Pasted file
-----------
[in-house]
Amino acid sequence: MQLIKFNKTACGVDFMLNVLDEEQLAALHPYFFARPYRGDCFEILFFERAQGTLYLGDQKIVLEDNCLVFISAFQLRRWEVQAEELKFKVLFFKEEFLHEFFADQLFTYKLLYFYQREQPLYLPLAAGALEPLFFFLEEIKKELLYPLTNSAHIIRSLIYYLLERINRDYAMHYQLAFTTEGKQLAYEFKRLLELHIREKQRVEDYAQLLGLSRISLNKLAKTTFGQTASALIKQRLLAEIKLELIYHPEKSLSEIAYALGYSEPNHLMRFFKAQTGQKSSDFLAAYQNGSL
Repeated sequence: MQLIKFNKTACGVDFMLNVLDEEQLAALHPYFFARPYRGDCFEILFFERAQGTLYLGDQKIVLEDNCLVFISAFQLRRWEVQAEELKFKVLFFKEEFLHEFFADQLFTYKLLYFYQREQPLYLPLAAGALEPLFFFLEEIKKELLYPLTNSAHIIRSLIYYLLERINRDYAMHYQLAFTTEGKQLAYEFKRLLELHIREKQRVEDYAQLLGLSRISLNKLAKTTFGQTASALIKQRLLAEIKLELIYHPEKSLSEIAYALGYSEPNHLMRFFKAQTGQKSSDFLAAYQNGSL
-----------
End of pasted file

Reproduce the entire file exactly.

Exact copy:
[in-house]
Amino acid sequence: MQLIKFNKTACGVDFMLNVLDEEQLAALHPYFFARPYRGDCFEILFFERAQGTLYLGDQKIVLEDNCLVFISAFQLRRWEVQAEELKFKVLFFKEEFLHEFFADQLFTYKLLYFYQREQPLYLPLAAGALEPLFFFLEEIKKELLYPLTNSAHIIRSLIYYLLERINRDYAMHYQLAFTTEGKQLAYEFKRLLELHIREKQRVEDYAQLLGLSRISLNKLAKTTFGQTASALIKQRLLAEIKLELIYHPEKSLSEIAYALGYSEPNHLMRFFKAQTGQKSSDFLAAYQNGSL
Repeated sequence: MQLIKFNKTACGVDFMLNVLDEEQLAALHPYFFARPYRGDCFEILFFERAQGTLYLGDQKIVLEDNCLVFISAFQLRRWEVQAEELKFKVLFFKEEFLHEFFADQLFTYKLLYFYQREQPLYLPLAAGALEPLFFFLEEIKKELLYPLTNSAHIIRSLIYYLLERINRDYAMHYQLAFTTEGKQLAYEFKRLLELHIREKQRVEDYAQLLGLSRISLNKLAKTTFGQTASALIKQRLLAEIKLELIYHPEKSLSEIAYALGYSEPNHLMRFFKAQTGQKSSDFLAAYQNGSL